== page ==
Econostrum | Economic News in the Mediterranean

Better protecting biodiversity in the Mediterranean Sea

Written by Christiane Navas, NICE on Thursday, December 22nd 2016 à 14:30 | Read 637 times


The 2016 Mediterranean Marine Protected Areas Forum, held in Tangiers from 28th November to 2nd December, acknowledged that progress had been made but insisted on the need for more effort. A more efficient interface between the political and scientific communities might help.

Porquerolles Island (photo : Plan Bleu)
Porquerolles Island (photo : Plan Bleu)
"Marine protected areas are everyone's concern," was the message to the dedicated MPA Forum in Tangiers. The Mediterranean Sea is home to between 7% and 9% of the world's marine species but is under pressure from many sources including pollution, resource depletion and climate change, not to mention the impact of invasive species.

The 1992 Convention on Biological Diversity fixed the objective of protecting 10% of the world's oceans by 2020, by means of marine protected areas located at sea or in coastal zones. Today, 7% of the Mediterranean Sea, 179,798 sq. km have been placed under protection, with 1231 marine protected areas and other conservation spaces. More than 100 future sites have either been identified or are underway in 12 countries. 

Reinforcing exchanges between scientists and area managers

So, even though the goal set by the Convention has largely been met in quantitative terms, in qualitative terms it's a different story, as the 300 participants at the Tangiers Forum, area managers, scientists and economic and institutional stakeholders reported. In fact, only 0.04% of the Mediterranean Sea is totally protected. Many sites are not properly regulated and the resources put at their disposal are not always appropriate. Despite undeniable progress, the scientific and management aspects remain largely disconnected from each other. Too much scientific research is unrelated to the areas' management needs and the research that could be pertinent is not made available to the area managers and monitoring networks, whose work often lacks any solid scientific basis.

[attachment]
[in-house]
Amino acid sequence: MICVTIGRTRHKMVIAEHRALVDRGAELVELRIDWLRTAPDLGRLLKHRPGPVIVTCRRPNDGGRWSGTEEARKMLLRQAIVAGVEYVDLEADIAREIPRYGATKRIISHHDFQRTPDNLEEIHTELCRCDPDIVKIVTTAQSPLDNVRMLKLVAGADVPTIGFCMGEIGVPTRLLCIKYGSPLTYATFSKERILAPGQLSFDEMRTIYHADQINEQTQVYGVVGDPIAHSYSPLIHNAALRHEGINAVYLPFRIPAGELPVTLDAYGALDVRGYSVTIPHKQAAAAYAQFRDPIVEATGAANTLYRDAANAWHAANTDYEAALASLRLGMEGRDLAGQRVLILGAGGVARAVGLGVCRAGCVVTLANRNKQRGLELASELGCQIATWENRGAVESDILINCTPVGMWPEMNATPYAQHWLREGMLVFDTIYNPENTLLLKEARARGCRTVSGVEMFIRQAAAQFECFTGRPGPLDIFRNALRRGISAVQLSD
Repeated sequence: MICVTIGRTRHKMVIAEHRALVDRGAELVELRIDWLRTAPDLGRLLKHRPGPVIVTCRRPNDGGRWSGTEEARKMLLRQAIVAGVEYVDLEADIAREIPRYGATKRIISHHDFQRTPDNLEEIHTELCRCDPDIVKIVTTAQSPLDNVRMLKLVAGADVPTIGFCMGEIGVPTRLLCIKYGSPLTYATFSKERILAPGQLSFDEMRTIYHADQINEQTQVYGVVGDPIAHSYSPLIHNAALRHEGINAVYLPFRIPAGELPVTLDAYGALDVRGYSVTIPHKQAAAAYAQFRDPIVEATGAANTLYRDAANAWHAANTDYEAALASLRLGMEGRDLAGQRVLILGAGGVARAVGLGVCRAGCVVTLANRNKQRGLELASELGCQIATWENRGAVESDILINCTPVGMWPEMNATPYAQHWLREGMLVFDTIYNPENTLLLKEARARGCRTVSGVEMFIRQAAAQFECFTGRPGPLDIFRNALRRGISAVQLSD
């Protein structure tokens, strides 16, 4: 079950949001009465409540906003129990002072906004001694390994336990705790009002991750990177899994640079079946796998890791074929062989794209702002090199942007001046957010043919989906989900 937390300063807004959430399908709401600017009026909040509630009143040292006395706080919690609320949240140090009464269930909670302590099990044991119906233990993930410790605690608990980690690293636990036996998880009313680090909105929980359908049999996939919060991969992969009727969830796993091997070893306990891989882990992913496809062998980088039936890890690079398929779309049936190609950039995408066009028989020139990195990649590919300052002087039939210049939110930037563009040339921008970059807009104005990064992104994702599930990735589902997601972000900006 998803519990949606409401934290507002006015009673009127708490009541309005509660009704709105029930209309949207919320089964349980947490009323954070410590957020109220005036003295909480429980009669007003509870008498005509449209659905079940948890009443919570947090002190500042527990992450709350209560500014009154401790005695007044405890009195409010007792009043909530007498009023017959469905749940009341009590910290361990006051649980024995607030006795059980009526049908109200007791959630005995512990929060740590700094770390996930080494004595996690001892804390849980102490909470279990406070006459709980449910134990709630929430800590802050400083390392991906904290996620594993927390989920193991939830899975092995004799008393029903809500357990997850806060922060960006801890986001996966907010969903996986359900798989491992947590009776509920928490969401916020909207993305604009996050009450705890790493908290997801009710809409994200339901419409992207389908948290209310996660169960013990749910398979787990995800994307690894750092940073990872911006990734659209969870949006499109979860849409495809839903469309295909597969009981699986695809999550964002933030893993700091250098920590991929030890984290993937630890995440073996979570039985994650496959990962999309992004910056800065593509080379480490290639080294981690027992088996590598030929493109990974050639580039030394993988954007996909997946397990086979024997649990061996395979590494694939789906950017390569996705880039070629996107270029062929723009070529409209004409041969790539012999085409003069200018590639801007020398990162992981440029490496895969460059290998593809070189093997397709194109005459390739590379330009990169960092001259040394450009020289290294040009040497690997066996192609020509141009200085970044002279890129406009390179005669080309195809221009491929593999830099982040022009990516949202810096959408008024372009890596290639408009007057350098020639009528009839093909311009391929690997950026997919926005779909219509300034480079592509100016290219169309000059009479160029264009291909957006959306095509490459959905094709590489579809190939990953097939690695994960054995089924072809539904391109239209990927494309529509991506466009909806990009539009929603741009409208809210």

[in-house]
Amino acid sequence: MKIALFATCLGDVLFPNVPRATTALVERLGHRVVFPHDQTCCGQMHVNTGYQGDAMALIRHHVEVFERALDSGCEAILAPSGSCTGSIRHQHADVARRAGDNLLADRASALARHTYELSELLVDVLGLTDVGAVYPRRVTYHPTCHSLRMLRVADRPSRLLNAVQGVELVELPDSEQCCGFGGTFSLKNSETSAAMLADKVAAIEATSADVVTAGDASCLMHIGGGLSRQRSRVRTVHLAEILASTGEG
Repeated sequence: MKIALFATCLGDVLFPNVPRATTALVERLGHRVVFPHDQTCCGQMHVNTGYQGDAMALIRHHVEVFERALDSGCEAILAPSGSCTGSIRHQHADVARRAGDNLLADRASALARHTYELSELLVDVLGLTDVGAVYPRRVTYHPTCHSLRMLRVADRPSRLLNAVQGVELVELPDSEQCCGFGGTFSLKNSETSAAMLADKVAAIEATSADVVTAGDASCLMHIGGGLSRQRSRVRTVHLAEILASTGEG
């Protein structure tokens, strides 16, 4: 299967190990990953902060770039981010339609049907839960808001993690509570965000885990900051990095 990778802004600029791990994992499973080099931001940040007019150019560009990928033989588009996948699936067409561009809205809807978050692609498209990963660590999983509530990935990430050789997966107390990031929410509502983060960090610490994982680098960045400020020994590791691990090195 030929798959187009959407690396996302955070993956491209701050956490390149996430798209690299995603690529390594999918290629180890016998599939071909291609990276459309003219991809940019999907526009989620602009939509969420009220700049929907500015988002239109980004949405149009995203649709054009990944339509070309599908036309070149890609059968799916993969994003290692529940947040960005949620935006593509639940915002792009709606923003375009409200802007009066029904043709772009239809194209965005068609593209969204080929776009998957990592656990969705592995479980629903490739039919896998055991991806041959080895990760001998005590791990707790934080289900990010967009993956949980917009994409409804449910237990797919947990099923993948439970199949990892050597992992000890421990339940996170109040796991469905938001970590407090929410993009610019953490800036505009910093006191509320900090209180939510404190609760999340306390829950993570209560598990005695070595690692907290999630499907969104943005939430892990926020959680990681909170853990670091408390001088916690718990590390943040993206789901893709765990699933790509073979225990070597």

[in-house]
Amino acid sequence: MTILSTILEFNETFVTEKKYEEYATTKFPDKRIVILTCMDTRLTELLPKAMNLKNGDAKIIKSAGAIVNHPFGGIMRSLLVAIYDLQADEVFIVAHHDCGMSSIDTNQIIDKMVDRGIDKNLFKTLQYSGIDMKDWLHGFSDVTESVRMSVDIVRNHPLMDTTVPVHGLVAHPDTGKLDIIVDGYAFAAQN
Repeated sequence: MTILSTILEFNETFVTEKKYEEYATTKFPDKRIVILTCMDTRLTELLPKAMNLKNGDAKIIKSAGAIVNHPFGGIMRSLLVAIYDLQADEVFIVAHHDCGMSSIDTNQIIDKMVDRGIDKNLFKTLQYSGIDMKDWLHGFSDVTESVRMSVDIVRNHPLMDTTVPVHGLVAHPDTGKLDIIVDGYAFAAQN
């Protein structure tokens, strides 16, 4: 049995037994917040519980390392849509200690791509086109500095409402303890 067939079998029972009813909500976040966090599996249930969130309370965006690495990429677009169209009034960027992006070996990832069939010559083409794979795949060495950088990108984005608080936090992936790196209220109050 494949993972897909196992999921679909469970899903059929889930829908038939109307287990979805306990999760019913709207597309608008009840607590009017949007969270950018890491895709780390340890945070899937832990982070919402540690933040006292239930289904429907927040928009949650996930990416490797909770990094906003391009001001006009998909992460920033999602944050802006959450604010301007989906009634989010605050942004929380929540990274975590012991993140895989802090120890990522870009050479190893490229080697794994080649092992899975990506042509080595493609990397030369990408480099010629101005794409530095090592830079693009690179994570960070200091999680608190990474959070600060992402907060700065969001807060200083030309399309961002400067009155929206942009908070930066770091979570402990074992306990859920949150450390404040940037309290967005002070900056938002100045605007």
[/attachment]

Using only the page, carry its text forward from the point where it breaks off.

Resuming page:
Hence the need to reinforce the interface between science and politics, a theme taken up at a special workshop at the Forum organized by the Plan Bleu and supported by the Regional Activity Centre for Specially Protected Areas (RAC/SPA) and the MedPAN. Organized as part of the UNEP/MAP's implementation of an ecosystemic approach to achieving a good environmental standard in the Mediterranean Sea and along its coasts, the workshop attracted around 50 participants from a dozen countries.

"The aim was to reinforce and maintain the measures put in place over the past few years," says the Plan Bleu's Antoine Lafitte, "since the marine protected areas are not only reservoirs for biodiversity but also zones for scientific experiments on the human and social levels." Among the 33 measures updating the marine protected areas roadmap set out in the Tangiers declaration, one of the most prominent is the need to "reinforce, by all available means, the scientific-political interface." 

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